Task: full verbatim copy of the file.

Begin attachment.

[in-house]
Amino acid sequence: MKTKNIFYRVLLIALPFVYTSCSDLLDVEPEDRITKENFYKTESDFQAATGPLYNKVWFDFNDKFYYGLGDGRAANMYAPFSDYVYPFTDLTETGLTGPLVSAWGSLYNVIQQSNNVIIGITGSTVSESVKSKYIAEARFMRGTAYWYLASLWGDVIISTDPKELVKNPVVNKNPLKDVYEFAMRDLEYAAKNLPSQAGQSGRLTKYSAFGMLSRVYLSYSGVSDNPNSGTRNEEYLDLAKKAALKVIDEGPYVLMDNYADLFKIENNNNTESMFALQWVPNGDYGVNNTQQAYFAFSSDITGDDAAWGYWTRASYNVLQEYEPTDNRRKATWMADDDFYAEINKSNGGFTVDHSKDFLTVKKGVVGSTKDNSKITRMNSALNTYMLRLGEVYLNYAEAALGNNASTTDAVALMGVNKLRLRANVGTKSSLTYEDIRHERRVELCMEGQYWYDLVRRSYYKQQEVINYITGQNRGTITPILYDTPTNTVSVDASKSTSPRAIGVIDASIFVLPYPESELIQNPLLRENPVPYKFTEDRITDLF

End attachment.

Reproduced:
[in-house]
Amino acid sequence: MKTKNIFYRVLLIALPFVYTSCSDLLDVEPEDRITKENFYKTESDFQAATGPLYNKVWFDFNDKFYYGLGDGRAANMYAPFSDYVYPFTDLTETGLTGPLVSAWGSLYNVIQQSNNVIIGITGSTVSESVKSKYIAEARFMRGTAYWYLASLWGDVIISTDPKELVKNPVVNKNPLKDVYEFAMRDLEYAAKNLPSQAGQSGRLTKYSAFGMLSRVYLSYSGVSDNPNSGTRNEEYLDLAKKAALKVIDEGPYVLMDNYADLFKIENNNNTESMFALQWVPNGDYGVNNTQQAYFAFSSDITGDDAAWGYWTRASYNVLQEYEPTDNRRKATWMADDDFYAEINKSNGGFTVDHSKDFLTVKKGVVGSTKDNSKITRMNSALNTYMLRLGEVYLNYAEAALGNNASTTDAVALMGVNKLRLRANVGTKSSLTYEDIRHERRVELCMEGQYWYDLVRRSYYKQQEVINYITGQNRGTITPILYDTPTNTVSVDASKSTSPRAIGVIDASIFVLPYPESELIQNPLLRENPVPYKFTEDRITDLF